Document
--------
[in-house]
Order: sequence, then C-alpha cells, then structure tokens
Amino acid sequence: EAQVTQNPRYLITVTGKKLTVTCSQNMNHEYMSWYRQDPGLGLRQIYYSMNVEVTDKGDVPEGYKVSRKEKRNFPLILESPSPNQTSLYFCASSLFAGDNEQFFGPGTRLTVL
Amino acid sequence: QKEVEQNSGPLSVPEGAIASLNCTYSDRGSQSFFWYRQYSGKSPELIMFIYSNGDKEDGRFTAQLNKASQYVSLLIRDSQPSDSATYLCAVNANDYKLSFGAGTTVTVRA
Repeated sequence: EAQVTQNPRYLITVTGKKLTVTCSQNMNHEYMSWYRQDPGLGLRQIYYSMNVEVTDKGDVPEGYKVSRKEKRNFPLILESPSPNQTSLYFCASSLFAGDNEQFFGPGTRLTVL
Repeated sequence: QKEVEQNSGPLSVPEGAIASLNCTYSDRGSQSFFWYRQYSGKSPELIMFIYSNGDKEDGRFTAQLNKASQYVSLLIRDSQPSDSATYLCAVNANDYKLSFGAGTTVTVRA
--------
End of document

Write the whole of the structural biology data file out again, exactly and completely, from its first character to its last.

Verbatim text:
[in-house]
Order: sequence, then C-alpha cells, then structure tokens
Amino acid sequence: EAQVTQNPRYLITVTGKKLTVTCSQNMNHEYMSWYRQDPGLGLRQIYYSMNVEVTDKGDVPEGYKVSRKEKRNFPLILESPSPNQTSLYFCASSLFAGDNEQFFGPGTRLTVL
Amino acid sequence: QKEVEQNSGPLSVPEGAIASLNCTYSDRGSQSFFWYRQYSGKSPELIMFIYSNGDKEDGRFTAQLNKASQYVSLLIRDSQPSDSATYLCAVNANDYKLSFGAGTTVTVRA
Repeated sequence: EAQVTQNPRYLITVTGKKLTVTCSQNMNHEYMSWYRQDPGLGLRQIYYSMNVEVTDKGDVPEGYKVSRKEKRNFPLILESPSPNQTSLYFCASSLFAGDNEQFFGPGTRLTVL
Repeated sequence: QKEVEQNSGPLSVPEGAIASLNCTYSDRGSQSFFWYRQYSGKSPELIMFIYSNGDKEDGRFTAQLNKASQYVSLLIRDSQPSDSATYLCAVNANDYKLSFGAGTTVTVRA